Anytime an NBA player is putting up such gaudy numbers this far into a season, sh*tty team or not, he’s being scouted. Extensively. When he continues to put those numbers up, regardless of opposing adjustments, then maybe the concession needs to be made that said player is actually that f*cking good. Sh*tty team or not, there are only two other players in the lig averaging 20 & 10 (D.Howard, Y.Ming)-one other with 21 & 12 (D.Howard)-and they’re both All Stars. Missing the cut by mere fractions (19.6 & 11.5) is another All Star, and a more appropriate measuring stick in Tim Duncan.
So what’s the difference between ‘em? Not as much as one would think given almost a decade of age differential. Al acknowledged early in the season that Tim’s play was a well of inspiration he drew from often and on this night the fluidity of his post moves were almost more than even The Big Fundamental himself could handle. Duncan and Jefferson exhibit the same intuitiveness in footwork and comfort in shooting over either shoulder, but Al is possibly quicker than Tim ever was and has far more angles of attack. Duncan has two or three inches that allow him to finish with dunks more often than Jefferson, but Al is more evasive with his head and shoulder fakes and sudden changes of direction that are complemented with a remarkably soft touch for such a tough player.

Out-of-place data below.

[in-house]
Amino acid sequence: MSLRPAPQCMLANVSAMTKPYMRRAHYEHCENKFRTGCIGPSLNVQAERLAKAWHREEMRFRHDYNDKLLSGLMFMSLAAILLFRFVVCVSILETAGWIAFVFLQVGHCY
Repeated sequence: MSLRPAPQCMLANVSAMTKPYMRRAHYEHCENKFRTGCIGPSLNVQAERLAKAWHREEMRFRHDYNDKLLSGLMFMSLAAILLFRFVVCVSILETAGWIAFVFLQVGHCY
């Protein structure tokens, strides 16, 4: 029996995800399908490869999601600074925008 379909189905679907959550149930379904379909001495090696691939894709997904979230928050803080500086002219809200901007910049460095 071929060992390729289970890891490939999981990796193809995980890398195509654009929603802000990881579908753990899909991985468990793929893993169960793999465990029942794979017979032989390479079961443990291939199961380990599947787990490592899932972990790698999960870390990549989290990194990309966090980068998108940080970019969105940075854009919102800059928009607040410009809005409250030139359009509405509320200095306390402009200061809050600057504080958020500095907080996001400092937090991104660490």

Three separate times the student baited the teacher into a three point play, the most impressive of them when he made himself skinny in order to maneuver through a baseline double team of Duncan and Matt Bonner as he drew the foul. This made every perimeter jab step and up fake that much more potent and gave Jefferson room to connect on an ever improving mid range shot. For a player who can shoot over his head, behind his head, scoop shots, floaters and bank shots with either hand, a consistent jumper is the final addition to an absolutely complete scoring arsenal.